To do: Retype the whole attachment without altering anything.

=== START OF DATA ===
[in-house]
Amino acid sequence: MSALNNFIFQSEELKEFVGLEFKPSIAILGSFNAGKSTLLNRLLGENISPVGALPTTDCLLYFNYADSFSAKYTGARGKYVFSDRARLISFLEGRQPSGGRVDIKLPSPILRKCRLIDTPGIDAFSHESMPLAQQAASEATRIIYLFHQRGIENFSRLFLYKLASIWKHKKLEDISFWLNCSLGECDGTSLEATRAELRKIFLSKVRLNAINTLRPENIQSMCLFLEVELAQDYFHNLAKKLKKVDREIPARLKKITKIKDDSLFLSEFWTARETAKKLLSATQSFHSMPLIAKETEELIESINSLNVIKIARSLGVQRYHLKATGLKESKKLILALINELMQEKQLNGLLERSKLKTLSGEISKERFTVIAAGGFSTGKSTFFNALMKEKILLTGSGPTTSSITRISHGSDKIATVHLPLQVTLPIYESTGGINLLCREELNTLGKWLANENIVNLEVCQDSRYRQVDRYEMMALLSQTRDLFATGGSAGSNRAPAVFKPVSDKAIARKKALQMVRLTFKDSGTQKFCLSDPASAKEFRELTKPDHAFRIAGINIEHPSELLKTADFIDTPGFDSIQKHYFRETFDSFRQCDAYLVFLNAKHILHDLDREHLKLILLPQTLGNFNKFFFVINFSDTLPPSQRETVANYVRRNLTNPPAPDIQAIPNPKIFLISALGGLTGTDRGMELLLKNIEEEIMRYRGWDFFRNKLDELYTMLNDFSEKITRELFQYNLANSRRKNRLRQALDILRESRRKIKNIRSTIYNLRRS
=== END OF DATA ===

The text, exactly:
[in-house]
Amino acid sequence: MSALNNFIFQSEELKEFVGLEFKPSIAILGSFNAGKSTLLNRLLGENISPVGALPTTDCLLYFNYADSFSAKYTGARGKYVFSDRARLISFLEGRQPSGGRVDIKLPSPILRKCRLIDTPGIDAFSHESMPLAQQAASEATRIIYLFHQRGIENFSRLFLYKLASIWKHKKLEDISFWLNCSLGECDGTSLEATRAELRKIFLSKVRLNAINTLRPENIQSMCLFLEVELAQDYFHNLAKKLKKVDREIPARLKKITKIKDDSLFLSEFWTARETAKKLLSATQSFHSMPLIAKETEELIESINSLNVIKIARSLGVQRYHLKATGLKESKKLILALINELMQEKQLNGLLERSKLKTLSGEISKERFTVIAAGGFSTGKSTFFNALMKEKILLTGSGPTTSSITRISHGSDKIATVHLPLQVTLPIYESTGGINLLCREELNTLGKWLANENIVNLEVCQDSRYRQVDRYEMMALLSQTRDLFATGGSAGSNRAPAVFKPVSDKAIARKKALQMVRLTFKDSGTQKFCLSDPASAKEFRELTKPDHAFRIAGINIEHPSELLKTADFIDTPGFDSIQKHYFRETFDSFRQCDAYLVFLNAKHILHDLDREHLKLILLPQTLGNFNKFFFVINFSDTLPPSQRETVANYVRRNLTNPPAPDIQAIPNPKIFLISALGGLTGTDRGMELLLKNIEEEIMRYRGWDFFRNKLDELYTMLNDFSEKITRELFQYNLANSRRKNRLRQALDILRESRRKIKNIRSTIYNLRRS